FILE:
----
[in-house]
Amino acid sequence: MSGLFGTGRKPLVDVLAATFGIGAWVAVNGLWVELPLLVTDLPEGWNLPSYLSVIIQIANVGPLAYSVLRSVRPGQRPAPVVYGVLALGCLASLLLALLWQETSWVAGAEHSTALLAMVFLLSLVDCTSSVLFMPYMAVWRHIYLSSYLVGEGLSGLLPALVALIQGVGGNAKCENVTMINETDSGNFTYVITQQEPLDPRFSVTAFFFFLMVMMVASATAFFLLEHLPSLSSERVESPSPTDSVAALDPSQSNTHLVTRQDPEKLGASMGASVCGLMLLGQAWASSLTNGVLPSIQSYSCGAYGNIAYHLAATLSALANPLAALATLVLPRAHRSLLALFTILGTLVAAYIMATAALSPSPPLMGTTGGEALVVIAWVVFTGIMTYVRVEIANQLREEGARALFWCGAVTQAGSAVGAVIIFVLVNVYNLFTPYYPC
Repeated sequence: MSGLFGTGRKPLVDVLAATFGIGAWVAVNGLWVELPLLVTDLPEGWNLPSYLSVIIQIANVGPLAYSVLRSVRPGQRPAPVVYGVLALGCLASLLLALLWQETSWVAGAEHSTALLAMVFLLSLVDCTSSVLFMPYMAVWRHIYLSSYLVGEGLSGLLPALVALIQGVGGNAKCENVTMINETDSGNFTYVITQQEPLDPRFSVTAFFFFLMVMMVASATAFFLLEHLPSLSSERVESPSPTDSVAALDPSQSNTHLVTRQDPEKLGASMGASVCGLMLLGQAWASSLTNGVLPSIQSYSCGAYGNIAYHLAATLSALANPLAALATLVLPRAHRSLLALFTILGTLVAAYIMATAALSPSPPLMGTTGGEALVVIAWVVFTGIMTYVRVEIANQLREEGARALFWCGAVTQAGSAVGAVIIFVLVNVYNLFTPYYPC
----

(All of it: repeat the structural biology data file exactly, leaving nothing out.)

[in-house]
Amino acid sequence: MSGLFGTGRKPLVDVLAATFGIGAWVAVNGLWVELPLLVTDLPEGWNLPSYLSVIIQIANVGPLAYSVLRSVRPGQRPAPVVYGVLALGCLASLLLALLWQETSWVAGAEHSTALLAMVFLLSLVDCTSSVLFMPYMAVWRHIYLSSYLVGEGLSGLLPALVALIQGVGGNAKCENVTMINETDSGNFTYVITQQEPLDPRFSVTAFFFFLMVMMVASATAFFLLEHLPSLSSERVESPSPTDSVAALDPSQSNTHLVTRQDPEKLGASMGASVCGLMLLGQAWASSLTNGVLPSIQSYSCGAYGNIAYHLAATLSALANPLAALATLVLPRAHRSLLALFTILGTLVAAYIMATAALSPSPPLMGTTGGEALVVIAWVVFTGIMTYVRVEIANQLREEGARALFWCGAVTQAGSAVGAVIIFVLVNVYNLFTPYYPC
Repeated sequence: MSGLFGTGRKPLVDVLAATFGIGAWVAVNGLWVELPLLVTDLPEGWNLPSYLSVIIQIANVGPLAYSVLRSVRPGQRPAPVVYGVLALGCLASLLLALLWQETSWVAGAEHSTALLAMVFLLSLVDCTSSVLFMPYMAVWRHIYLSSYLVGEGLSGLLPALVALIQGVGGNAKCENVTMINETDSGNFTYVITQQEPLDPRFSVTAFFFFLMVMMVASATAFFLLEHLPSLSSERVESPSPTDSVAALDPSQSNTHLVTRQDPEKLGASMGASVCGLMLLGQAWASSLTNGVLPSIQSYSCGAYGNIAYHLAATLSALANPLAALATLVLPRAHRSLLALFTILGTLVAAYIMATAALSPSPPLMGTTGGEALVVIAWVVFTGIMTYVRVEIANQLREEGARALFWCGAVTQAGSAVGAVIIFVLVNVYNLFTPYYPC